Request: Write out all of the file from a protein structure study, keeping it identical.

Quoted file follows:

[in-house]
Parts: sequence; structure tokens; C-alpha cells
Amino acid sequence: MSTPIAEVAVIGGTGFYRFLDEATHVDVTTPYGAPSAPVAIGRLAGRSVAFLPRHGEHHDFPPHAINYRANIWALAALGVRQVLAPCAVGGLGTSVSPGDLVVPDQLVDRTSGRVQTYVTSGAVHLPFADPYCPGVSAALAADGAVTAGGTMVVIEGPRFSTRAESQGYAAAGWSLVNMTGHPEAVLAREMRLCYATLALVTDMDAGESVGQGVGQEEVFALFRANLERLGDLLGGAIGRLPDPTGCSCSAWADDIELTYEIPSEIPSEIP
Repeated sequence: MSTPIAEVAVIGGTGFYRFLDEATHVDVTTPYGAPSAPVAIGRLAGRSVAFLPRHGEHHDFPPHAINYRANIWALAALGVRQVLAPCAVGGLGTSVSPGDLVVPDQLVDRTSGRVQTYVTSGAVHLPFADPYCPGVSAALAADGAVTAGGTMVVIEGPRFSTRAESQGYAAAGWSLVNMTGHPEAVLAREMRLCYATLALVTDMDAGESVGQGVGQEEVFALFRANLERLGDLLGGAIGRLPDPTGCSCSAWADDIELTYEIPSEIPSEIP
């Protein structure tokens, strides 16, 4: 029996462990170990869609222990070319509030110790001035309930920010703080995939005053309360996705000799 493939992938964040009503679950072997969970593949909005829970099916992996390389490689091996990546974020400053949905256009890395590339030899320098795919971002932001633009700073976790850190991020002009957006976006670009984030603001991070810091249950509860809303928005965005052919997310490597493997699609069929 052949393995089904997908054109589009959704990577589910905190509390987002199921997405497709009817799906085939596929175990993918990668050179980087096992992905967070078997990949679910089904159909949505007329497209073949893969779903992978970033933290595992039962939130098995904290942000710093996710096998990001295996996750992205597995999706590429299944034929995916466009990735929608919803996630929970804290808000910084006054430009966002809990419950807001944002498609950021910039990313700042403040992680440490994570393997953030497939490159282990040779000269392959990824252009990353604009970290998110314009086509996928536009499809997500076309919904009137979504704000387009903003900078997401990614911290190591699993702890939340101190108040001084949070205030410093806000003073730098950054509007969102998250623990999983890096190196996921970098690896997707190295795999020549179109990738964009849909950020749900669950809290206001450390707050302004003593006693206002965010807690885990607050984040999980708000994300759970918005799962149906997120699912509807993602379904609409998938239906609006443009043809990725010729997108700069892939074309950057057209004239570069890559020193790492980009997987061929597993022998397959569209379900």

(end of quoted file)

[in-house]
Parts: sequence; structure tokens; C-alpha cells
Amino acid sequence: MSTPIAEVAVIGGTGFYRFLDEATHVDVTTPYGAPSAPVAIGRLAGRSVAFLPRHGEHHDFPPHAINYRANIWALAALGVRQVLAPCAVGGLGTSVSPGDLVVPDQLVDRTSGRVQTYVTSGAVHLPFADPYCPGVSAALAADGAVTAGGTMVVIEGPRFSTRAESQGYAAAGWSLVNMTGHPEAVLAREMRLCYATLALVTDMDAGESVGQGVGQEEVFALFRANLERLGDLLGGAIGRLPDPTGCSCSAWADDIELTYEIPSEIPSEIP
Repeated sequence: MSTPIAEVAVIGGTGFYRFLDEATHVDVTTPYGAPSAPVAIGRLAGRSVAFLPRHGEHHDFPPHAINYRANIWALAALGVRQVLAPCAVGGLGTSVSPGDLVVPDQLVDRTSGRVQTYVTSGAVHLPFADPYCPGVSAALAADGAVTAGGTMVVIEGPRFSTRAESQGYAAAGWSLVNMTGHPEAVLAREMRLCYATLALVTDMDAGESVGQGVGQEEVFALFRANLERLGDLLGGAIGRLPDPTGCSCSAWADDIELTYEIPSEIPSEIP
């Protein structure tokens, strides 16, 4: 029996462990170990869609222990070319509030110790001035309930920010703080995939005053309360996705000799 493939992938964040009503679950072997969970593949909005829970099916992996390389490689091996990546974020400053949905256009890395590339030899320098795919971002932001633009700073976790850190991020002009957006976006670009984030603001991070810091249950509860809303928005965005052919997310490597493997699609069929 052949393995089904997908054109589009959704990577589910905190509390987002199921997405497709009817799906085939596929175990993918990668050179980087096992992905967070078997990949679910089904159909949505007329497209073949893969779903992978970033933290595992039962939130098995904290942000710093996710096998990001295996996750992205597995999706590429299944034929995916466009990735929608919803996630929970804290808000910084006054430009966002809990419950807001944002498609950021910039990313700042403040992680440490994570393997953030497939490159282990040779000269392959990824252009990353604009970290998110314009086509996928536009499809997500076309919904009137979504704000387009903003900078997401990614911290190591699993702890939340101190108040001084949070205030410093806000003073730098950054509007969102998250623990999983890096190196996921970098690896997707190295795999020549179109990738964009849909950020749900669950809290206001450390707050302004003593006693206002965010807690885990607050984040999980708000994300759970918005799962149906997120699912509807993602379904609409998938239906609006443009043809990725010729997108700069892939074309950057057209004239570069890559020193790492980009997987061929597993022998397959569209379900």